With canceled subway trips piling up amid a shortage of train operators and conductors, transit union leaders are pushing the MTA to speed up training of new hires without sacrificing safety.
MTA officials this week acknowledged that riders will likely continue to feel the effects “for some time” of a hiring freeze and rush of retirements that have thinned the ranks of subway workers and extended wait times on steamy platforms.
Transport Workers Union Local 100 is talking with the MTA about the possibility of trimming some time off the up to eight months of training currently required of new train operators.
“We are all in favor of intensive and comprehensive qualifications for our train operators,” Eric Loegel, a union vice president who represents train operators and conductors, told THE CITY. “With that said, there is a part of the training curriculum that we could probably do without.”
Specifically, the union wants the MTA to look at the two to three months that trainees spend moving out-of-service trains in subway yards and terminals.
Known as “yard extra,” the training exercise is sandwiched between months of classroom instruction and shadowing veteran train operators on the job.
Loegel said the time in yards is “outsized” in importance relative to other forms of instruction for new train operators.
“Safety is always our foremost concern, but I don’t think eliminating or reducing the time spent in the yard extra program would compromise safety,” Loegel said. “If anything, those two to three months could be replaced with a few additional weeks of yard or road ‘posting,’ which provides a more direct instruction to the new employee.”
Cancelations Running High
The union’s push comes as commuters have been hit hard by a surge in canceled trips. THE CITY reported earlier this month that more than 10,000 subway trips were scratched in June because of crew shortages — more than double the number of canceled trips in January.
New MTA documents from a Monday board meeting show that, in June, 7,591 employees were working in subway service delivery, a 15% reduction from November 2017.
Sarah Peltz, 42, of Brooklyn, said she has repeatedly run into delays recently on the F and R lines because of a shortage of train crews.
“I get up at 5:30 to catch a train before 7 because I assume there will always be an issue,” Peltz said. “So I give myself a window.”
MTA officials blame the staffing shortfalls on a hiring freeze put in place at the start of the pandemic, when ridership sunk alongside the agency’s finances.
“We knew going into the hiring freeze that it would be difficult to dig out of, that we would need to be aggressive about how we were thinking about bringing on additional workers and how we were training them, ” Sarah Feinberg, the interim president of New York City Transit, said at Wednesday’s MTA board meeting.
Feinberg said the MTA is trying to maximize class sizes while “not cutting any corners on safety,” but acknowledged the agency is having more trouble recruiting employees than prior to the pandemic.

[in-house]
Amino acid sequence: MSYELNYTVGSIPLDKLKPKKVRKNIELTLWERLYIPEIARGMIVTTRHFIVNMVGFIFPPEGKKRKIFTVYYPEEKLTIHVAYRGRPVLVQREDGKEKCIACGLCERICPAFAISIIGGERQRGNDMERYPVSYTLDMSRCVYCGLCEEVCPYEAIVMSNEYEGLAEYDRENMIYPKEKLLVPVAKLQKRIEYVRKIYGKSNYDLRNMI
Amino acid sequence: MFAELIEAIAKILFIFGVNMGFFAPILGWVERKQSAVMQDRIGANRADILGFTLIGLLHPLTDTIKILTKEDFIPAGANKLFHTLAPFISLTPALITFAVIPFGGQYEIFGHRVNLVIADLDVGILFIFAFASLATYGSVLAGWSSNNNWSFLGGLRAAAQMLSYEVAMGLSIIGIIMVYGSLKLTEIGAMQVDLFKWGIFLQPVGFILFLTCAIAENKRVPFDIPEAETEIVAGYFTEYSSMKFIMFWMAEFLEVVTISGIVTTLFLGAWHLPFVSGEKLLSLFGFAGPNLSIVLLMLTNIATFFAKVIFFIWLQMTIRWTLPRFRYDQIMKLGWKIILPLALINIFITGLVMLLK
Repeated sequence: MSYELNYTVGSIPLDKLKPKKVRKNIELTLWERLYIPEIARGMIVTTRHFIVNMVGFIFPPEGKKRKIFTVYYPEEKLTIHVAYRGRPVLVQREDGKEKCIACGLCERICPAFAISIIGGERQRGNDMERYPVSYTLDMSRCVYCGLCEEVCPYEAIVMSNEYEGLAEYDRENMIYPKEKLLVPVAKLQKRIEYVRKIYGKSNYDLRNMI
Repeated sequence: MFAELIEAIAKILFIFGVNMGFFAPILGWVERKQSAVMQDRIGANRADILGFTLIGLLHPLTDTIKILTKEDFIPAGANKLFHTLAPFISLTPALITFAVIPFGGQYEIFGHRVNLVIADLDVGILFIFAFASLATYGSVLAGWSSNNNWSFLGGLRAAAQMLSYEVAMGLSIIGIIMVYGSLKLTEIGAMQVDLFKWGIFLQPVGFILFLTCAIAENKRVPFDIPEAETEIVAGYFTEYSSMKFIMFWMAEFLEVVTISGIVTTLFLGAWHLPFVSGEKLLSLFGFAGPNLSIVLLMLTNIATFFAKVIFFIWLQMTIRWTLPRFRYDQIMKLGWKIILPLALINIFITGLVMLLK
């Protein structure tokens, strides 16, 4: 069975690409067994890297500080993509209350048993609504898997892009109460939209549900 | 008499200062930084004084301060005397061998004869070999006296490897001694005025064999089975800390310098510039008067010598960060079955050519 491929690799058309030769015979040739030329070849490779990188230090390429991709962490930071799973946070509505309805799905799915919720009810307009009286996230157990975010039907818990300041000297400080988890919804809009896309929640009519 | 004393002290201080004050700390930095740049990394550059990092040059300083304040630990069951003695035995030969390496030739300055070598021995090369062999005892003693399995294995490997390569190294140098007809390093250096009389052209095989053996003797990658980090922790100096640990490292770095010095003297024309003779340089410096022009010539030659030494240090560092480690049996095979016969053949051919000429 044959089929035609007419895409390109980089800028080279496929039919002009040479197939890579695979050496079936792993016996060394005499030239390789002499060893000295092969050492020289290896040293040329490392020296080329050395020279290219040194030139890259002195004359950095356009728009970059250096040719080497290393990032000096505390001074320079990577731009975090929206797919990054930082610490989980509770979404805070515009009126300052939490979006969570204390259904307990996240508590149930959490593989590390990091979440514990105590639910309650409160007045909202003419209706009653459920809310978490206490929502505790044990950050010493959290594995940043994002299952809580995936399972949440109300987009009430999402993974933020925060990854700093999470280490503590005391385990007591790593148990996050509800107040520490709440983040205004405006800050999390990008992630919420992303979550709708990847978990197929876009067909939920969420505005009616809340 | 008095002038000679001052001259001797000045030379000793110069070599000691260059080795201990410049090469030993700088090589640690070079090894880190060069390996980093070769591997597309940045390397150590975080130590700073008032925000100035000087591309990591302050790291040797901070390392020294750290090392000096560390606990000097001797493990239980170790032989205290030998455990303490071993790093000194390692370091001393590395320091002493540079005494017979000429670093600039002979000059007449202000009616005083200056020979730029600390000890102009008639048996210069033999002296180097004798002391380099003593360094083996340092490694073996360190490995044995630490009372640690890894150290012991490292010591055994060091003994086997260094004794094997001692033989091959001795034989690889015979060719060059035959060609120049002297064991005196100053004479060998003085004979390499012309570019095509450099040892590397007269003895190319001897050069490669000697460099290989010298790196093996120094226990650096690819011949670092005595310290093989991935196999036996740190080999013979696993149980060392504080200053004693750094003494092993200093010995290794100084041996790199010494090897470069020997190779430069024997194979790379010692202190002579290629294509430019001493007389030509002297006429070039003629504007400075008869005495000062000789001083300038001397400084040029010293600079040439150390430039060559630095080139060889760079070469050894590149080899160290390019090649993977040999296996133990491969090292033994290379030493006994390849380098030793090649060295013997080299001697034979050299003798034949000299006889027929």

“As we go through the list and invite people to join a class of bus operators or train operators or conductors, we are not hitting the same numbers that we have in the past,” she said.
Chris Van Eyken of TransitCenter, a research and advocacy organization, noted that transit agencies globally are struggling with worker shortages.
“I don’t know if anyone has quite figured it out yet,” he said. “Recruitment, hiring and training haven’t been able to keep up with the pace of retirements. This began pre-pandemic and has grown more urgent over the last year.”
A demand for workers has not translated to changes in training time for train operators at several other major subway systems around the country — some of which don’t take even half the time as New York does to get new hires on track.
Train operators on the T in Boston still receive seven weeks in training before moving on to approximately seven months of moving empty trains in yards and in and out of maintenance facilities, according to a spokesperson for the Massachusetts Bay Transportation Authority.
A spokesperson for the Chicago Transit Authority said initial training for rail operators ranges from 43 to 51 days and that the CTA is not looking to shorten training time.
On the London Underground, the training program for new Tube drivers lasts from 12 to 15 weeks, a Transport for London spokesperson said, with the amount of time depending on which line they will be working.
In 2018, the TWU called for a “top-to-bottom review” of training requirements for subway operators after a group of veterans complained that trainees were being rushed into passenger service.
Multiple transit sources pointed to the tightened training of the so-called “Microwave Motormen,” who were pressed into service a generation ago with 90 days of instruction because of a rush of retirements.
“Take the time to train workers properly and let management take the blame for the personnel screwup,” one source said.
The TWU’s Loegel said that new train operators would be better served by spending more time alongside veterans on trains in passenger service and said the lack of hiring during the pandemic will affect riders and workers well beyond Labor Day, when a wave of New Yorkers is expected to return to the workplace.
“We welcome new hires,” he said. “But because it takes so long to train them, we’re probably looking at early next year before their impact is really felt.”